In addition to such a solid, layered performance however is excellent direction from Scott, who aided by cinematographer Dariusz Wolski, proves again he’s a master at capturing the perfect look and feel for Science Fiction, and redeems himself after the muddled Prometheus. Some of the shots and vistas and photography here are jaw-dropping. Honestly, there is very little I can say negative about this one apart from hey, where were Mark Watney’s parents?? And the first act is a trifle slow, but that’s some serious nit-picking. If you are fascinated by space travel or are just attracted to decent human survival dramas, not unlike The Revenant I’ll add … then you have to see this.
I had been looking forward to this gothic horror / romance for a while and it was one of my most anticipated movies of the year. Director Guillermo Del Toro had become one of my go-to directors in recent years, especially for his two Hellboy movies and the seminal masterpiece that is Pan’s Labyrinth. So anything with him at the helm seemed guaranteed for success. However my expectations were set a little lower after the stunning looking but disappointing Pacific Rim.
This follows the period-set story of Edith (Mia Wasikowska) whose father is a big shot and attracts the attention of mysterious clay miner (?) Thomas (Tom Hiddelston) out to raise money for an invention but needs Edith’s father’s backing. Yet Edith’s father doesn’t like the look of him or Thomas’s creepy sister, Lucille (Jessica Chastain). Yet intent on swaying the man, Thomas sets out to win the heart of Edith after muscling his way into a ball put on for the local dignitaries. Very Pride and Prejudice so far you may think. However following a turn of events I won’t spoil, Edith is whisked off by Thomas & Lucille, to an ancient creepy old house with more than it’s share of ghouls and ghosts, and so Edith must unravell a mystery surrounding the house and the brother and sister who have come into her life.
For a start, this is one of the most breath-taking visual treats I’ve had at the cinema in a long time. Every shot and camera angle and corridor, room and costume is a work of art – it really is a gothic visual masterpiece. How then, you might ask can the movie be so uninvolving and lacking in depth or personality? The performances are decent (especially Hiddleston) but with a plodding script, zero chemistry between Thomas and Edith despite their insistence on being in love and scenes I’m sure were meant to be scary or disturbing, much of this just came off as ‘meh’. It goes as far as how the characters react to stuff, like Edith witnessing some grotesque legless creature coming out of the floor and crawling after her down a corridor – only for Edith to look puzzled and run away. Yeah, I see that sort of thing every day! What doesn’t help either is that the ghosts seem overly CGI – Del Toro is known for pioneering some amazing creature designs over the years and has used prosthetic make up to brilliant effect (Pan’s Labyrinth’s awesome Pale Man). These sequences just didn’t have the same impact. Add to this the eventual reveal and point of the whole story coming off as ‘…is that it?’ – and I just came away feeling deflated. From early word I’d read I hadn’t expected a full on horror, but did hope for characters I would care about and a story that pulled me in – but beyond the obvious artistry of the visuals, this did anything but. I have a feeling a second viewing may fair better, but as it stands this was disappointing.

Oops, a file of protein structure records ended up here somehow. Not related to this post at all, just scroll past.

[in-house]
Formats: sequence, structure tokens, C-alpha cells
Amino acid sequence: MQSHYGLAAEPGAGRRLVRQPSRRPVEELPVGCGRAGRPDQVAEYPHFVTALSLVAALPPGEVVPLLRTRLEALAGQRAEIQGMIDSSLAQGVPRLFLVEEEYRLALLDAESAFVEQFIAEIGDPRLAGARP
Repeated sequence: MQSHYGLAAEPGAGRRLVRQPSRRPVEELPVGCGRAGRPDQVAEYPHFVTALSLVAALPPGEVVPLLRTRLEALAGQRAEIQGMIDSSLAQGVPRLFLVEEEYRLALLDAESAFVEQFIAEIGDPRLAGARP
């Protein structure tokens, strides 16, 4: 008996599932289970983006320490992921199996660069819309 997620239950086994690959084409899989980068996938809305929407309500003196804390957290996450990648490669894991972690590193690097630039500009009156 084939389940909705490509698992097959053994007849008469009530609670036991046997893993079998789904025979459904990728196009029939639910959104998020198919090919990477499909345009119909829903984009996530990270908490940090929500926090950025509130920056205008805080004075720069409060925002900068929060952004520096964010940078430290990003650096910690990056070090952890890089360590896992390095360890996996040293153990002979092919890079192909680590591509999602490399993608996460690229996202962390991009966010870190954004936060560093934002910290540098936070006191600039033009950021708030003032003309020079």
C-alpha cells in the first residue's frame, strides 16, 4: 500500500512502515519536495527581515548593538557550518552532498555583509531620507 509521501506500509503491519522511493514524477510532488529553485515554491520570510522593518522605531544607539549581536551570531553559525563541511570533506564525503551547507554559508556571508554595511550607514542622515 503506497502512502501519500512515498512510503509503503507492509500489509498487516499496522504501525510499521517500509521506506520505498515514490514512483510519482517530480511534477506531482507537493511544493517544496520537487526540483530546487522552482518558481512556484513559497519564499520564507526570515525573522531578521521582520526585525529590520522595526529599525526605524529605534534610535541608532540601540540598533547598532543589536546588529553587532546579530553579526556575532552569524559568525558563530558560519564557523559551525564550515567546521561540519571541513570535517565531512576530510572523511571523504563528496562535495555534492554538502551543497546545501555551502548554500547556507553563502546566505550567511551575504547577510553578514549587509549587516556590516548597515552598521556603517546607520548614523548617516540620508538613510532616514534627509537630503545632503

Something is wrong with our planet, the fuel or food supplies are drying up and everyone is acting like the place is doomed. Farmer and former astronaut Cooper (Matthew McConaughey) lives a quiet existence on a farm with his son and daughter, until following stories of a ghost in his daughter’s bedroom, Cooper discovers a communication signal hidden in the dust and various books falling from the shelves. The strange anomaly leads them to follow co-ordinates one night that leads them to a secret underground NASA base. Headed by Michael Caine, that’s where Cooper is then given the opportunity to return to space on a mission that just may be the answer to mankind’s future.
Give it to director Christopher Nolan for tackling big ideas. No stranger to presenting bold concepts to the viewer, as we saw in the dreamscape epic Inception, and this sci-fi drama is no different. We get black holes, deep space, other dimensions and strange new worlds. Yes McConoughey is boldly going where no man has gone before, and I was fully along for the ride. He is supported well by Anne Hathaway as a scientist and fellow astronaut, and the ideas at play here were particularly fascinating, borrowing to a large extent from Stanley Kubrick’s seminal 2001: A Space Odyssey but throwing in enough personality and visionary-wonder to stand on it’s own. This is a stunning looking movie, Nolan using his various locations and his love of I-Max to wonderful effect, and various scenes just swept me up in their sheer majesty (the tidal wave…the ice planet etc.). This is helped no end of course by Hans Zimmer’s at times intense and sweeping score. Trust me watch this on a decent sized screen in surround sound and you’ll be blown away.
I can’t say I understood it all, and it get’s rather mind-boggling towards the end – in a good way. Yet with a strong, emotional performance from McConoughey and good turns from Caine and also Jessica Chastain who turns up half way through, I really got a kick out of this. It’s long at over two and a half hours, but it’s profound questions on humanity, love and life needed time to breathe, and so I can’t say I was bored one bit. One of my ‘movies of the year’ without doubt.
Mensen maken de samenleving en nemen daarin een positie in. Deze website geeft toegang tot een diversiteit aan artikelen die gaan over 'samenleven', belicht vanuit verschillende perspectieven. De artikelen hebben gemeen dat er gezocht wordt naar wat 'mensen bindt, in plaats van wat hen scheidt'.